(Canadian Press)

Surge in job growth drives unemployment rate down to new 40-year low

The November employment surge was fuelled by the addition of 89,900 full-time positions

A blast of 94,100 new jobs last month has knocked the country’s unemployment rate down to 5.6 per cent — its lowest level since Statistics Canada started measuring comparable data more than 40 years ago.

The overall number marked the labour force survey’s largest monthly increase since March 2012 when there was a gain of 94,000 jobs, Statistics Canada said Friday.

READ MORE: B.C. budget surplus expected to keep growing

The November employment surge was fuelled by the addition of 89,900 full-time positions. For employee work, the private sector added 78,600 positions in November, while the public sector gained 8,300 jobs.

Last month’s increase pushed the jobless rate down from October’s reading of 5.8 per cent, which had been the previous low mark since comparable data first became available in 1976. The old statistical approach — prior to 1976 — registered an unemployment rate reading of 5.4 per cent in 1974.

But Friday’s report also contained disappointing details.

Year-over-year average hourly wage growth for permanent employees continued its decline in November to 1.46 per cent — to deliver its weakest reading since July 2017.

Experts have been expecting wage growth to rise thanks to the tightened labour market, but it has dropped every month since its May peak of 3.9 per cent. It now sits well below inflation.

READ MORE: Bank of Canada holds interest rate at 1.75%

The Bank of Canada keeps a close watch on wages ahead of its interest-rate decisions. On Wednesday, the central bank held its benchmark rate at 1.75 per cent, but in explaining its decision it highlighted other economic negatives such as weaker-than-expected business investment and the sharp drop in oil prices.

Royce Mendes of CIBC Economics said the Bank of Canada will take notice of the “massive reading” in the November jobs report as it mulls next month’s rate decision.

“The large gain in jobs will keep a January rate hike on the table for now, but we’ll need to see similarly positive evidence from other indicators and no major reversal in the next jobs report,” Mendes wrote in a research note to clients Friday.

Statistics Canada’s report Friday also said that, compared to 12 months earlier, employment was up 1.2 per cent following a net increase of 218,800 jobs. The addition of 227,400 full-time positions offset a small decrease in part-time work.

The November jobs report showed the goods-producing sector added 26,900 jobs following a notable gain of 14,800 construction positions. The services sector generated 67,200 jobs last month with help from the addition of 26,000 positions in professional, scientific and technical services.

By region, employment rose in six provinces and was led by gains in Quebec and Alberta.

The Canadian Press

Like us on Facebook and follow us on Twitter.

Just Posted

Search underway for missing Nanaimo man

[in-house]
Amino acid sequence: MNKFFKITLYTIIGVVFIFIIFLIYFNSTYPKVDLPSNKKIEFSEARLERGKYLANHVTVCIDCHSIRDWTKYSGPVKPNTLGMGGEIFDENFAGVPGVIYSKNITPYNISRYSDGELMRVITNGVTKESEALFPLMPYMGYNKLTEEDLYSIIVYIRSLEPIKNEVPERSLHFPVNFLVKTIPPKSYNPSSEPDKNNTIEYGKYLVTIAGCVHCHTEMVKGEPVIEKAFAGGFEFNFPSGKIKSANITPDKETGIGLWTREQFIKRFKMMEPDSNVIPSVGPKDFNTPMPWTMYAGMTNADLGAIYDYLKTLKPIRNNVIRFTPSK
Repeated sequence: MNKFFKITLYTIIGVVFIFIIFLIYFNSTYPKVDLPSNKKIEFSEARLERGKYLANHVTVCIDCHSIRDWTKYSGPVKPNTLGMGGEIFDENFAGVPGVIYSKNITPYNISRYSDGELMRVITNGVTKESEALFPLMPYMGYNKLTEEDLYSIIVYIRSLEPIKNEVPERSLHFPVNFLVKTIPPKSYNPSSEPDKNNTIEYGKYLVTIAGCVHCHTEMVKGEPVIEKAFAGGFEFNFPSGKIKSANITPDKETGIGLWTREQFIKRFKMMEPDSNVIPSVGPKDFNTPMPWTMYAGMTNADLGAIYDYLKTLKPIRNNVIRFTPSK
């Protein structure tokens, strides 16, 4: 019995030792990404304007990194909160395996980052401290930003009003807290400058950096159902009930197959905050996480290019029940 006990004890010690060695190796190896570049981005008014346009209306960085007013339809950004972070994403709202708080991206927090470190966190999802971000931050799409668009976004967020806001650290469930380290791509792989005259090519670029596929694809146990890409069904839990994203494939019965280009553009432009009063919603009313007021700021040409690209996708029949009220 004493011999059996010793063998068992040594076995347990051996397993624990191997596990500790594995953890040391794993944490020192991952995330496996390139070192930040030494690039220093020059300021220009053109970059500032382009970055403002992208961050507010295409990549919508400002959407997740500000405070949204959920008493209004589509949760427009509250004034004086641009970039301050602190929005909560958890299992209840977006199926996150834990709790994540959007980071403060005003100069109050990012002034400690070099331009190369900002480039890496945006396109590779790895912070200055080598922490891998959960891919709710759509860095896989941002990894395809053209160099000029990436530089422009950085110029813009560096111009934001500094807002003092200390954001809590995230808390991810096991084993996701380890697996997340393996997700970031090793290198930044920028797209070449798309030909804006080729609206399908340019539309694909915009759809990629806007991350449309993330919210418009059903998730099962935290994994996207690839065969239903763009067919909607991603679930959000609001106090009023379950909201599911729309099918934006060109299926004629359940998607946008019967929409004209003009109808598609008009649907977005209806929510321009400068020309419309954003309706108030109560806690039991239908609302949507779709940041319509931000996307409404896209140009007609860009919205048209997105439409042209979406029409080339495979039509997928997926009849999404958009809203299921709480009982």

Nanaimo Search and Rescue, RCMP conducting search for Cortney Latoski

Hundreds of Island leaders expected at next week’s summit in Nanaimo

State of the Island economic summit happens Oct. 23-24 at the Vancouver Island Conference Centre

City of Nanaimo looking at closing two lanes of Front Street, adding bike lanes

City councillors to discuss $400,000 project at finance and audit committee meeting Oct. 16

Vancouver Island cancer patients get new ride to appointments

Qualicum Beach woman donates van to Freemasons’ transportation program

Nanaimo Fire Rescue reviewing potential sites for future fire stations

City’s growing population, infrastructure, traffic congestion prompting study

ELECTION 2019: Climate strikes push environment to top of mind for federal leaders

Black Press Media presents a three-part series on three big election issues

Advanced polls see 29 per cent increase in voter turn out from 2015

Some 4.7 million people took part, says Elections Canada

Pot use admission at U.S. border snagging Canadian boomers, says lawyer

A waiver to enter the U.S. can cost $2,000 and isn’t a guarantee

Health concerns over vaping cast haze over Canadian cannabis market expansion

More than 1,000 people in the United States, and a handful in Canada, have developed a lung ailment

UPDATE: British couple vacationing in Vancouver detained in U.S. after crossing border

CBP claims individuals were denied travel authorization, crossing was deliberate

After losing two baby boys, B.C. parents hope to cut through the taboo of infant death

Oct. 15 is Pregnancy and Infant Loss Awareness Day in B.C.

Cheating husband sues mistress for gifted ring after wife learns about affair

The husband gave his mistress $1,000 to buy herself a ring in December 2017

B.C. massage therapist reprimanded, fined for exposing patients’ breasts

Registered massage therapist admits professional misconduct

B.C. boosts legal aid funding in new payment contract

‘Duty counsel’ service restored in some communities, David Eby says

Most Read